However, the EU principle is economic: it demands freedom of movement of labour, not of people. Member states have no requirement to admit immigrants who don’t have jobs or quickly find one. And polls find that most people, including many Leave voters, are happy for EU citizens to come to the UK if they come here to work. Such a policy could be enforced by some kind of identity card for people coming to the UK, combined with criminal penalties for employers who hire undocumented immigrants. There is no reason why this could not be combined with Starmer’s wish, in his speech to the CBI, to train up more British workers to fill vacancies. Training and freedom of movement can be both/and, not necessarily either/or.
By the end of the afternoon, then, we might expect Labour’s private discussion to reach the point that there is a potential way forward that would help the economy, and thereby help the party achieve its other policies on welfare, health, education, law and order, and other public services. If implemented, it might well attract public approval.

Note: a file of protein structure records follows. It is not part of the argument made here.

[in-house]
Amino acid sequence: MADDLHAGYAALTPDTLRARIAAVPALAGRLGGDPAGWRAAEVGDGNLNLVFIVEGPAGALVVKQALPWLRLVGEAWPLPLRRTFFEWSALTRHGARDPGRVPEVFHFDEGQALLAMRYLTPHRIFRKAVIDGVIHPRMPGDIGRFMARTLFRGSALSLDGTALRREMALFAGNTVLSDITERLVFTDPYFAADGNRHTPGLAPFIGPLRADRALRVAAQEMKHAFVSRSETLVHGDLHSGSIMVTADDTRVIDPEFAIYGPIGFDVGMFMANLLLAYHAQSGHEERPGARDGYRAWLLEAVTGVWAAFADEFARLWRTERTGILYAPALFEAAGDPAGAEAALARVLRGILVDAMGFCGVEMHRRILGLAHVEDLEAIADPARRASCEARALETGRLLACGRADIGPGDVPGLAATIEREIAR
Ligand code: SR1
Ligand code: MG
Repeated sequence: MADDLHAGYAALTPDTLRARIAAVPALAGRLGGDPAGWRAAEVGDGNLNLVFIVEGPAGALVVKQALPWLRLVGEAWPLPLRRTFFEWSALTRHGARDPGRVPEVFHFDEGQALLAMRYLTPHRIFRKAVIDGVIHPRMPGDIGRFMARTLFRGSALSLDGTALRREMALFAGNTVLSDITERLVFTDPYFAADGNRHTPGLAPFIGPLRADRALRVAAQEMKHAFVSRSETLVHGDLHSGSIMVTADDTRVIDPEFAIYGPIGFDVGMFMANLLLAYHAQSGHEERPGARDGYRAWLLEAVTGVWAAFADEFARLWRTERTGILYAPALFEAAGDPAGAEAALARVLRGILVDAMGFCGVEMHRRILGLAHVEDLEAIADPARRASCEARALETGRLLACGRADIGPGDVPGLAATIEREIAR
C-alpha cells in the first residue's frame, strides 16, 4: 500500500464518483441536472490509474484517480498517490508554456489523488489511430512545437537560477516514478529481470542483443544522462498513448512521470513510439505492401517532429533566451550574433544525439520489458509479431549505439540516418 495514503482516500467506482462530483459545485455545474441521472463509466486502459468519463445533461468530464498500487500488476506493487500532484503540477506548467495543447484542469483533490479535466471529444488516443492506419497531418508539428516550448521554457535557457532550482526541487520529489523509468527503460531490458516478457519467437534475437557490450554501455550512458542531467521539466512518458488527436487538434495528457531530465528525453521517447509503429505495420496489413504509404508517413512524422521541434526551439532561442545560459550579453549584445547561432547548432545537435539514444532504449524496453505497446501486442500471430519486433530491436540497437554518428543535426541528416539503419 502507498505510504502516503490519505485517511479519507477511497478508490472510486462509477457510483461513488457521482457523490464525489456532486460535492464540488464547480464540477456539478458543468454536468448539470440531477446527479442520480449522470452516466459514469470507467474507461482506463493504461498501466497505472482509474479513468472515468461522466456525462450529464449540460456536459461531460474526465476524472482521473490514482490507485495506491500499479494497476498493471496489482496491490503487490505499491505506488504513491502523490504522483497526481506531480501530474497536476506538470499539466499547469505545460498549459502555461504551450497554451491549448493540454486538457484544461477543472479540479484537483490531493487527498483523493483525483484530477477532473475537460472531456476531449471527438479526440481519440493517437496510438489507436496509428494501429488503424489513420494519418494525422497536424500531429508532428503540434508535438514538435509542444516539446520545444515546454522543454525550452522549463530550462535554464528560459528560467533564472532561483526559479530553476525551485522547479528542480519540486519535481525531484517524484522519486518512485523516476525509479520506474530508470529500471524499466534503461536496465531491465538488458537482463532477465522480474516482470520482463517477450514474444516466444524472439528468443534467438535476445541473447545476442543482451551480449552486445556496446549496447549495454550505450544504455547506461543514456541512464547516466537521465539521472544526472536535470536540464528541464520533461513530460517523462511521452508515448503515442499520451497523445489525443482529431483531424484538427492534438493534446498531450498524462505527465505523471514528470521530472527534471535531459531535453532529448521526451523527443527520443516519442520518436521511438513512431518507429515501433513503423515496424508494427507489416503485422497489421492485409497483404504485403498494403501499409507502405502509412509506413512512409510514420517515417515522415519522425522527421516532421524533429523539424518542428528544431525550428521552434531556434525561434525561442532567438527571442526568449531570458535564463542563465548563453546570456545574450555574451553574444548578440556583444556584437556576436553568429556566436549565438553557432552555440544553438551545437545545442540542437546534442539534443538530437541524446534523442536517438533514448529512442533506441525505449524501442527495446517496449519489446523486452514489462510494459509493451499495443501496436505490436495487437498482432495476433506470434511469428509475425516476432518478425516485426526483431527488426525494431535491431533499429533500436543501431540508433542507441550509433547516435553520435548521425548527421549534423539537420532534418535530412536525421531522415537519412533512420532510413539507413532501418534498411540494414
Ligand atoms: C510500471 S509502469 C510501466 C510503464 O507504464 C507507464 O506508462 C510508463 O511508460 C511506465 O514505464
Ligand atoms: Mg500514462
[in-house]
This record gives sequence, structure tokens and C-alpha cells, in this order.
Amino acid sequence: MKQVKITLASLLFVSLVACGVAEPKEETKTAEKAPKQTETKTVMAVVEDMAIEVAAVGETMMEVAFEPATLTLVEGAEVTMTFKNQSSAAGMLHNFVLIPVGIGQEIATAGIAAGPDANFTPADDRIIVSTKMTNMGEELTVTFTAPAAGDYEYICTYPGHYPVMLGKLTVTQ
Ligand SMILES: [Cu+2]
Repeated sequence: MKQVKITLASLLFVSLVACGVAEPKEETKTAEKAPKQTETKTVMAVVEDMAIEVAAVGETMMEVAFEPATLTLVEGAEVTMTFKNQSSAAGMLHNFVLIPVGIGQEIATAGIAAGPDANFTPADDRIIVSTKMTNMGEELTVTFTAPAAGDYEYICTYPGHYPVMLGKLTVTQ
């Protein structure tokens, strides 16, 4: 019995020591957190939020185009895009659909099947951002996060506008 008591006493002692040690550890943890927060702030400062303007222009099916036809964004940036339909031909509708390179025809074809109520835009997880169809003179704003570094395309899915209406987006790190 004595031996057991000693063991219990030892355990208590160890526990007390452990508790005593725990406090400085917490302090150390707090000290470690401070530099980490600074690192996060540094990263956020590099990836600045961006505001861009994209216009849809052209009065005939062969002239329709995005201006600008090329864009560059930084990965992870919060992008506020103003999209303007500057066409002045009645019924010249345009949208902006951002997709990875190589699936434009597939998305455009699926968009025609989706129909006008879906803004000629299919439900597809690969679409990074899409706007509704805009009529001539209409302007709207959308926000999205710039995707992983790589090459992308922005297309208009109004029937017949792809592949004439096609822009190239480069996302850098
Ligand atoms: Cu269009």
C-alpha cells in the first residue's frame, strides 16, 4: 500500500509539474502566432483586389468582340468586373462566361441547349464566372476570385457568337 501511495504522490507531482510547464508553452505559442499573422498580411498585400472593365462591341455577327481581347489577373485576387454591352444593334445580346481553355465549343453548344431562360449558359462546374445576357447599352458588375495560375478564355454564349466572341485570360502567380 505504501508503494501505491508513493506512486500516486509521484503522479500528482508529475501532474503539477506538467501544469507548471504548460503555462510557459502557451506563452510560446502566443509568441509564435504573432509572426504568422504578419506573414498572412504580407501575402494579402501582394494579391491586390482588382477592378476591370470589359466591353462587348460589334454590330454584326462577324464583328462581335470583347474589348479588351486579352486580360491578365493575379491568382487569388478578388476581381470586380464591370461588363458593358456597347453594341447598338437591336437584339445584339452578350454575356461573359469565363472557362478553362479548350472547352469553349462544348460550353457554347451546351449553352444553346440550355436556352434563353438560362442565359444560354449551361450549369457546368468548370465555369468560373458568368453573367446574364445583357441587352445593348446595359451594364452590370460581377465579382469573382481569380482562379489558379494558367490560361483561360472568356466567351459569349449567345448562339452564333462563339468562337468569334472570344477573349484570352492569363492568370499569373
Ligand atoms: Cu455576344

One significant hurdle remains: the need to win support for this policy before its success can be demonstrated. We can expect a fierce, nationalist backlash (“Don’t lose control”?)—from committed Brexiters. Pro-Europeans across the political spectrum would need to make the economic argument for close co-operation across the Channel far more effectively than they did six years ago.
There is no easy answer to this. An ambitious policy would take time to execute. The negotiations with Brussels could be messy and frustrating. But the prize is great—as is the huge and continuing cost of failing to reach for it. Working with the EU to repair the damage of Brexit will require political skill and courage of the highest order. Which brings us to the question that will hang in the air for the away day participants: are we up to the challenge?